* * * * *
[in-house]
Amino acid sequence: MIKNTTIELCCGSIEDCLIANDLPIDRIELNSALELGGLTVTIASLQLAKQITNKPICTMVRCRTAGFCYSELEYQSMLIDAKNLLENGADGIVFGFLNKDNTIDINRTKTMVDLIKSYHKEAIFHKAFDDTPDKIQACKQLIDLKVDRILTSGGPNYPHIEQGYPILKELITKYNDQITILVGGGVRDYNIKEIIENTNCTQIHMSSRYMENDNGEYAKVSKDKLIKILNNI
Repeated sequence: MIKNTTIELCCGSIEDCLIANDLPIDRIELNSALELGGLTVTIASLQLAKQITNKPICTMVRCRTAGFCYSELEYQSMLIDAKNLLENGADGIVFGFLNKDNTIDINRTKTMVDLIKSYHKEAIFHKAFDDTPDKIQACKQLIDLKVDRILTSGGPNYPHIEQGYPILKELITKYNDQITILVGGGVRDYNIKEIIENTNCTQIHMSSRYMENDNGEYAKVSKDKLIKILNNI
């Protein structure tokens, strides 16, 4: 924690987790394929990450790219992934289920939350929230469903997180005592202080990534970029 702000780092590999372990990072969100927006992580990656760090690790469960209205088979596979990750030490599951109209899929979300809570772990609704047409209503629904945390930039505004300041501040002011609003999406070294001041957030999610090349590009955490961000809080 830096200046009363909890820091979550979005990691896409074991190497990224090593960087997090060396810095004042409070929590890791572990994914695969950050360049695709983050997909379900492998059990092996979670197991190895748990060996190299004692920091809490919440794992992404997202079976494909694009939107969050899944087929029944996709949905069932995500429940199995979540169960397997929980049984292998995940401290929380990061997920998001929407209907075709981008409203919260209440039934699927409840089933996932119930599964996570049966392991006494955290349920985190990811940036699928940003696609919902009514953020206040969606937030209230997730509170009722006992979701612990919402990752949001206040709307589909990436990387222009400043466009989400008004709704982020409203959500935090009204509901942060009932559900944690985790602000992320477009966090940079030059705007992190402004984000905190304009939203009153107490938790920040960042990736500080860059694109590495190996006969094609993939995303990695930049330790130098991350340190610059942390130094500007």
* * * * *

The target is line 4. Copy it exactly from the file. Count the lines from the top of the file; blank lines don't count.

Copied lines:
């Protein structure tokens, strides 16, 4: 924690987790394929990450790219992934289920939350929230469903997180005592202080990534970029 702000780092590999372990990072969100927006992580990656760090690790469960209205088979596979990750030490599951109209899929979300809570772990609704047409209503629904945390930039505004300041501040002011609003999406070294001041957030999610090349590009955490961000809080 830096200046009363909890820091979550979005990691896409074991190497990224090593960087997090060396810095004042409070929590890791572990994914695969950050360049695709983050997909379900492998059990092996979670197991190895748990060996190299004692920091809490919440794992992404997202079976494909694009939107969050899944087929029944996709949905069932995500429940199995979540169960397997929980049984292998995940401290929380990061997920998001929407209907075709981008409203919260209440039934699927409840089933996932119930599964996570049966392991006494955290349920985190990811940036699928940003696609919902009514953020206040969606937030209230997730509170009722006992979701612990919402990752949001206040709307589909990436990387222009400043466009989400008004709704982020409203959500935090009204509901942060009932559900944690985790602000992320477009966090940079030059705007992190402004984000905190304009939203009153107490938790920040960042990736500080860059694109590495190996006969094609993939995303990695930049330790130098991350340190610059942390130094500007």